Dimetria A. Jackson is the 2012 President of the Orange County Bar Association, a freelance attorney with Montage Legal Group, handling corporate transactional matters, and the Chief Executive Officer of redBAMBINA.com, an online retail boutique, that caters to infants, children, and nursing and expectant women. In 2012, Dimetria was named as one of 20 Women to Watch by the OC Metro Magazine.
Dimetria is a graduate of Dartmouth College and the University of Virginia School of Law. She is licensed to practice law in California and Illinois. Dimetria previously served as Senior Vice President, General Counsel, Chief Compliance Officer and Corporate Secretary with First American Trust, FSB. She has also held positions with First American Title Insurance Company, the Los Angeles County Counsel’s Juvenile Dependency Division and as an Echoing Green Foundation Fellow with the National Health Law Program.
Dimetria is actively involved as a mentor and on the boards of several nonprofit organizations. She has served in numerous leadership roles within the Orange County Bar Association (OCBA) and on the Boards of the OCBA’s Charitable Fund, the Orange County Bar Foundation and InTouch Credit Union. Dimetria and her husband, Ernest Priestly, reside in Irvine, with their two little boys.
OC METRO: For decades, Orange County was considered a second-tier law market to Los Angeles and San Francisco. But in recent years, with the growth of our regional economy, that has changed. Why?
Dimetria Jackson: Orange County is a thriving community with over 3 million residents, making it the third most populous county in California, according to the 2010 census. The county’s population has grown in both numbers and diversity. Orange County has a diverse economy and is the headquarters for many prominent companies, including Fortune 500 and Fortune 1000 companies, start-ups and technology companies, as well as the regional headquarters for several international businesses, fashion companies and restaurants. Orange County is home to the second highest number of technology clusters in the country. According to Carolyn Cavecche, chair of the Orange County Transportation Authority, “There are now more people commuting from Los Angeles to Orange County for work.”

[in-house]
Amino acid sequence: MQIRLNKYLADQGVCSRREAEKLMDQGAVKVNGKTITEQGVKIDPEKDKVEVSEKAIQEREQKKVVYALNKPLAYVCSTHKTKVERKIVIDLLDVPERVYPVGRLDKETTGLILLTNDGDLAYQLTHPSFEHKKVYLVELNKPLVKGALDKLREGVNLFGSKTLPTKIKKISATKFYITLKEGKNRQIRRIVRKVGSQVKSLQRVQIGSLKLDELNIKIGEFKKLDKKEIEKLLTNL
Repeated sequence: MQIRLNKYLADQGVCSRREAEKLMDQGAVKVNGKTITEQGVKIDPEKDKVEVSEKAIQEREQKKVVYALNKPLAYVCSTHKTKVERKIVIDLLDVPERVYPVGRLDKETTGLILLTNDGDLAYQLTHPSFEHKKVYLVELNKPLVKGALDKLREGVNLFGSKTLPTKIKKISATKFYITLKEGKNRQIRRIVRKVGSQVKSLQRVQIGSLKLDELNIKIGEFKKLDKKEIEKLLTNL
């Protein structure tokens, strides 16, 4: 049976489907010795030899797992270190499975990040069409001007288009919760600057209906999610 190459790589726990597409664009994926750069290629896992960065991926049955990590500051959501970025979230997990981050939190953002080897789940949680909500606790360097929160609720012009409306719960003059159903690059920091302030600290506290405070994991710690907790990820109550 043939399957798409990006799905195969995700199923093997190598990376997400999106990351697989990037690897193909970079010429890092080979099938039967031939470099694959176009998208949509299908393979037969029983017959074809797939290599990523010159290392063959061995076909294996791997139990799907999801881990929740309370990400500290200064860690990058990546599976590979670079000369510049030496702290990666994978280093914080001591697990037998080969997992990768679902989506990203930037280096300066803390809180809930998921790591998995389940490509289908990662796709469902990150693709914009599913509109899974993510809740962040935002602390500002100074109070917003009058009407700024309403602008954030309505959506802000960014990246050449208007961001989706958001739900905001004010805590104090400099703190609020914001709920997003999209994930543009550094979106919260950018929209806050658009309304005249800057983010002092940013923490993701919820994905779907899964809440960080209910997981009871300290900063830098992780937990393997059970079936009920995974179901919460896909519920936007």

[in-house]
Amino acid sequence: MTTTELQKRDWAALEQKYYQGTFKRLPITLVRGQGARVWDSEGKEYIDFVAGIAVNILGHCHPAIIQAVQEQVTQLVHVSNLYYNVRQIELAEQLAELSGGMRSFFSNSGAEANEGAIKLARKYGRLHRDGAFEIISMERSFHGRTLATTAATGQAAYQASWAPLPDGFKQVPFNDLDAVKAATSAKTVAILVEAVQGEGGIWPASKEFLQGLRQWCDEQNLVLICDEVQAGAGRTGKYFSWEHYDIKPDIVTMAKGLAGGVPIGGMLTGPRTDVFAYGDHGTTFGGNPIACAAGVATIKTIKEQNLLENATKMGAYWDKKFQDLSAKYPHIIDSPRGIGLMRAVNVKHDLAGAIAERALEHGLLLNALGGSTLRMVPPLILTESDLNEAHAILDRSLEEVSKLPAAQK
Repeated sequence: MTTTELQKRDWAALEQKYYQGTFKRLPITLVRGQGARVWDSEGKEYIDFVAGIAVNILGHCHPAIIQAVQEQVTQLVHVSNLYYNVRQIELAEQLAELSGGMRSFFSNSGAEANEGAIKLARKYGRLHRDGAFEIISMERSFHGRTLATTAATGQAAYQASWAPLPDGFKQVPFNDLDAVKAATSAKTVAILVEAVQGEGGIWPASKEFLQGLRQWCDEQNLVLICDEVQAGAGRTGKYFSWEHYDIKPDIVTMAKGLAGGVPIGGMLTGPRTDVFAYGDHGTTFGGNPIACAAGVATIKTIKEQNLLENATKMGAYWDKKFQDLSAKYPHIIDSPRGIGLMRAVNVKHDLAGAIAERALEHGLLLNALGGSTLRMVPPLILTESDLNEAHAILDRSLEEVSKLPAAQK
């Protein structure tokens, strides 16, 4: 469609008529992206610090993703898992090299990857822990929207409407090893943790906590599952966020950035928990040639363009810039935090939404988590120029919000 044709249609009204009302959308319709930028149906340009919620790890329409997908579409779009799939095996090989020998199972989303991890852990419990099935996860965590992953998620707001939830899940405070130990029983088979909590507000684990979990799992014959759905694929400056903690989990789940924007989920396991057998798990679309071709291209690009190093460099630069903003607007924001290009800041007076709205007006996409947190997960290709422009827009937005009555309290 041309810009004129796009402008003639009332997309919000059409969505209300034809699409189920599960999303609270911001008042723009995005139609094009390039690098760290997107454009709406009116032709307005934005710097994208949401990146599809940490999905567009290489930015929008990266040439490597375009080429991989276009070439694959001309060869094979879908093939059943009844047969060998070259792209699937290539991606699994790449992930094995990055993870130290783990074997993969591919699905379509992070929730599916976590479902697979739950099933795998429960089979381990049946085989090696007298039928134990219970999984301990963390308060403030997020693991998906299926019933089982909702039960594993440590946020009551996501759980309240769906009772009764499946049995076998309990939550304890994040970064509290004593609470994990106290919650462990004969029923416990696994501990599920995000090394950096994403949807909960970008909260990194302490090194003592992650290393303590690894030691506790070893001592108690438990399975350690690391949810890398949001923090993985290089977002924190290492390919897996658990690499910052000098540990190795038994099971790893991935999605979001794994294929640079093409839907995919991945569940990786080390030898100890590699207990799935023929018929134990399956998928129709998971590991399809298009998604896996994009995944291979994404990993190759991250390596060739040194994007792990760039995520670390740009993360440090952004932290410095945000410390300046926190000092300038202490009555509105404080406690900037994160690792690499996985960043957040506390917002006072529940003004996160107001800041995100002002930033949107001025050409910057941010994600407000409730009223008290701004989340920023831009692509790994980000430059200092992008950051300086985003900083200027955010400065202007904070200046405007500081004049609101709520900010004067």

Since 1999, membership in the Orange County Bar Association (OCBA) has increased by approximately 30 percent. This growth has occurred across all practice areas. Orange County now boasts multiple 100-plus lawyer offices, including several national and international law firms. Many of our attorneys are considered among the nation’s best in complex areas such as intellectual property, securities and tort law, with Orange County litigators assuming lead roles in several high-profile matters. Orange County has a sophisticated legal practice and clients with diverse and complex legal needs.
Orange County’s presence in preparing and educating law students has also grown in size and profile, with American Bar Association–accredited law schools like Chapman, Whittier and Western State continuing to gain acclaim, and with the opening of the UCI School of Law a few years ago; the success of our local law schools only adds to the pool of extremely talented attorneys in the County.
Additionally, many Orange County attorneys are committed to giving back by supporting community-based organizations and taking pro-bono cases to help indigent persons in our county. With so many talented professional attorneys in our community, Orange County’s future is bright.
OCM: What makes the county's legal community different from other major metropolitan markets?